The study, led by researchers from the University of Otago in New Zealand, showed that removal of androgen hormone in sheep delays ageing of DNA, and that it also drives feminine characteristics of DNA and the chemical tags it holds, known as DNA methylation.
Androgens are a group of hormones that play a role in male traits and reproductive activity. It is usually thought of as male hormone, but the female body also produces a small amount of androgens naturally.
"Both farmers and scientists have known for some time that removing male hormones by castration improves longevity compared to their intact counterparts; however, this is the first time anyone has looked at DNA to see if it also ages slower," said first-author Victoria Sugrue, doctoral student at the varsity.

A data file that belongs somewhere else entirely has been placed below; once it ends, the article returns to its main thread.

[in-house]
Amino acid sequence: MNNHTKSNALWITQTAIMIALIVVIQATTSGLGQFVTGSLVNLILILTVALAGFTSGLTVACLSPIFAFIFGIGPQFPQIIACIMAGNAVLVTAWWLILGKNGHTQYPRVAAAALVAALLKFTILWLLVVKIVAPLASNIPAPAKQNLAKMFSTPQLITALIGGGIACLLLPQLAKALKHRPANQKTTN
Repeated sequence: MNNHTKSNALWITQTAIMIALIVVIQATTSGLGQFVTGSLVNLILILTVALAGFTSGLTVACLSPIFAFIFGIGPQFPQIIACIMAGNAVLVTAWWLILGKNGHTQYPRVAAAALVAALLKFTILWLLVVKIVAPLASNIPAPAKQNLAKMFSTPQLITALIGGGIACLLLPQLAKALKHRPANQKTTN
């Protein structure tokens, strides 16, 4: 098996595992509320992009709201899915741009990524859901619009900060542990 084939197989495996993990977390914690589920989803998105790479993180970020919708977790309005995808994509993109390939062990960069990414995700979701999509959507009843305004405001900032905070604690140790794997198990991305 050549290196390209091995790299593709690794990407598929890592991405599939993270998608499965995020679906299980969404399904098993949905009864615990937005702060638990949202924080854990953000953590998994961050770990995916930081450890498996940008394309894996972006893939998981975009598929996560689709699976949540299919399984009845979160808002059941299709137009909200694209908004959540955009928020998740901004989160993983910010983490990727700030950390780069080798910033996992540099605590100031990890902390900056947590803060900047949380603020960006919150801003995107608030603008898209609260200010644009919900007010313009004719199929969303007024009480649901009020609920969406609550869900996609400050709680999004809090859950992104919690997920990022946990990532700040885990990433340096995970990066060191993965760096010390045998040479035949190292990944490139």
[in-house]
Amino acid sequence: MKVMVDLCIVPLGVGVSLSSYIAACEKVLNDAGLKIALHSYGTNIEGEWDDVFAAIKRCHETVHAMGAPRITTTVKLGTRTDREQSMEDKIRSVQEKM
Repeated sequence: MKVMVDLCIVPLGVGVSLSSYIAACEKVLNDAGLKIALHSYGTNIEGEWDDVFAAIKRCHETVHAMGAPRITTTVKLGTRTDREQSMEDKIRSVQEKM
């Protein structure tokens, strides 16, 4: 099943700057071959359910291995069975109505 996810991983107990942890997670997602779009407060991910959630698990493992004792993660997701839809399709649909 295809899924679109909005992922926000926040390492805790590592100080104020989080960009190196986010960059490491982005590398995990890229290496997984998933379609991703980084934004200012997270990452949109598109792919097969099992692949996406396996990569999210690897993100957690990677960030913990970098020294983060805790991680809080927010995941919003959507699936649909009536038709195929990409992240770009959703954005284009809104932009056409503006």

For the study, published in the journal eLife, the team first generated an 'epigenetic clock' from large numbers of sheep to measure DNA ageing. They then looked at the epigenetic clock of castrated and intact males and found their 'ticking rate' is different; meaning that the longer lives of castrated sheep, or 'wethers' as they are referred to by farmers, is reflected in their DNA.
The findings provide new avenues to understand the mechanism of male-accelerated ageing. The team found that males and females have very different patterns of DNA ageing in sheep. Despite being male, the castrates (wethers) had very feminine characteristics at specific DNA sites.
"Interestingly, those sites most affected by castration also bind to receptors of male hormones in humans at a much greater rate than we would expect by chance. This provides a clear link between castration, male hormones and sex-specific differences in DNA ageing," said Tim Hore, senior lecturer at Otago's Department of Anatomy.